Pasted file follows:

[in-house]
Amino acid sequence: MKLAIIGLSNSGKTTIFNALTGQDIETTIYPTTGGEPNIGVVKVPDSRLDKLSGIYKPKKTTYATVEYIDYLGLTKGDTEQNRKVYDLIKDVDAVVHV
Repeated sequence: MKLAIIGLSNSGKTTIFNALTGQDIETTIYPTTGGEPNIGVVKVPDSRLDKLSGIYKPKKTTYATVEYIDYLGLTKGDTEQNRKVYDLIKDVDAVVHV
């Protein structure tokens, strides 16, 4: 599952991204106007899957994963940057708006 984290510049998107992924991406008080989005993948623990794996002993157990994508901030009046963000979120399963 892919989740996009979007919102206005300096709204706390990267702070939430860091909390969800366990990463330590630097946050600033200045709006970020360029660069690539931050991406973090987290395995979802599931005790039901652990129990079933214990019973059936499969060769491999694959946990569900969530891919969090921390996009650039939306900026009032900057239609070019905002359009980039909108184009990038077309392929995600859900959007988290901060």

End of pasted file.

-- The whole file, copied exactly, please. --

[in-house]
Amino acid sequence: MKLAIIGLSNSGKTTIFNALTGQDIETTIYPTTGGEPNIGVVKVPDSRLDKLSGIYKPKKTTYATVEYIDYLGLTKGDTEQNRKVYDLIKDVDAVVHV
Repeated sequence: MKLAIIGLSNSGKTTIFNALTGQDIETTIYPTTGGEPNIGVVKVPDSRLDKLSGIYKPKKTTYATVEYIDYLGLTKGDTEQNRKVYDLIKDVDAVVHV
């Protein structure tokens, strides 16, 4: 599952991204106007899957994963940057708006 984290510049998107992924991406008080989005993948623990794996002993157990994508901030009046963000979120399963 892919989740996009979007919102206005300096709204706390990267702070939430860091909390969800366990990463330590630097946050600033200045709006970020360029660069690539931050991406973090987290395995979802599931005790039901652990129990079933214990019973059936499969060769491999694959946990569900969530891919969090921390996009650039939306900026009032900057239609070019905002359009980039909108184009990038077309392929995600859900959007988290901060």